Steve Buist, Hamilton Spectator, 2008.06.06
The use of battery-powered electric prods to get hogs moving is a controversial animal welfare issue.
The prod is poked into the back or rump of the pig and with a push of a button, a flash of electric current jumps between two contacts. It’s enough to elicit a loud squeal in some pigs.
I wanted to feel it for myself, so one day, I asked Brian, one of the workers at the Littlejohns’ farm, to zap me with the prod.
“No way,” he said, horrified. “I’m not doing that to you.”
“I will,” Henry piped up, without hesitation, a mischievous smile on his face.
I turned around and Henry jabbed the prod into my left buttock and pushed the button.
Even through my coveralls, I felt a sharp pinching sensation that was strong enough to cause me to jump slightly.
In addition to being an animal welfare issue, the use of electric prods can also have economic consequences for hog farmers.
A study last year at the Prairie Swine Centre in Saskatchewan compared the effects of moving hogs through a 300-metre course with and without electric prods.
More than 40 per cent of the group subjected to an electric prod showed physiological and behavioural signs of stress. About 4 per cent were stressed to the point of falling down or stumbling.
The group that was moved through the course in a gentle manner had no animals showing signs of stress.
The lead researcher concluded that if 2 per cent of animals were lost because of aggressive handling, a 600-sow farrow-to-finish operation could lose the equivalent of 280 market hogs in a year, representing an economic loss anywhere from $26,000 to $37,000, depending on hog prices.
At the Great Lakes Specialty Meats processing plant in Mitchell, no electric prods are used after the animals leave the transport trucks. Handlers use plastic paddles to guide the hogs through pens and chutes.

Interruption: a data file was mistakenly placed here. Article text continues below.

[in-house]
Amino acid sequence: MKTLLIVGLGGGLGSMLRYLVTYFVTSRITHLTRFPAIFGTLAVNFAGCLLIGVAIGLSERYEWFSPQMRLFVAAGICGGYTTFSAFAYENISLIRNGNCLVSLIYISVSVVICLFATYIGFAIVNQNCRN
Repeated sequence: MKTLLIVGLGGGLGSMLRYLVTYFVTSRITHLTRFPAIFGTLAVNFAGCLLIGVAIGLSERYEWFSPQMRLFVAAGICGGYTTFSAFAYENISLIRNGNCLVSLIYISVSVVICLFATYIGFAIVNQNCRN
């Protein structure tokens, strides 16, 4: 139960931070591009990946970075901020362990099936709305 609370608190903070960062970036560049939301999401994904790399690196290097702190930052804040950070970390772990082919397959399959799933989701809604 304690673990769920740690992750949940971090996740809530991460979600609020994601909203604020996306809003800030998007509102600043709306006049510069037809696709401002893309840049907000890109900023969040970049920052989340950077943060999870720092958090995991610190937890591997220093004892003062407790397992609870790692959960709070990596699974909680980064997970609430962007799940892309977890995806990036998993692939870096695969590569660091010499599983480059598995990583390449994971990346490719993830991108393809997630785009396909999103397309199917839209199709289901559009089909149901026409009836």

As if Canada’s hog farmers weren’t facing enough problems.
Already battered by high feed prices, a strong Canadian dollar and weak pork prices, they’re now under attack from American lawmakers.
Beginning Sept. 30, the United States will adopt a new policy requiring country-of-origin labelling for pork products.
The details haven’t been finalized, but the bill will require pork processing plants to distinguish between packages containing meat from hogs raised only in the United States and those that contain meat from pigs that spent some or all of their life in Canada.
It’s a potential nightmare for Canadian hog farmers and U.S. packing plants because pigs move across the border throughout their life cycle.
In 2006, for example, almost three million Canadian hogs were sent to the United States for slaughter. But another six million piglets, mostly in western Canada, were exported south to be raised until it was time for market to take advantage of lower feed costs in the American Midwest.
Figuring out how to keep all those pigs separated at the farm or the processing plant so that the right packaging label can be applied will be nearly impossible.
Professor Ken McEwan said American processing plants may elect to not even bother accepting hogs from Canada because of the hassle. It could lead to added costs that can’t be passed on to consumers.
“There’s the whole issue of liability, too,” said McEwan, a swine economics expert at the University of Guelph’s Ridgetown campus. “The liability comes back to the retailers, and retailers are saying, ‘Let’s not even mess with any of that product.’”
What frustrates McEwan is that there is no economic motivation in the United States pushing country-of-origin labelling forward.
“This certainly isn’t consumer-driven,” said McEwan.
“Is it politically motivated?” I asked him.
“I think that is a fair assumption,” McEwan replied. “If there was an economic incentive to it, I’d understand.”
Posted by FFC on July 23rd, 2009 :: Filed under Meat/slaughter plants,Pork,Transportation
Tags :: animal welfare, economics, labeling, meat, Ontario, pigs, Pork
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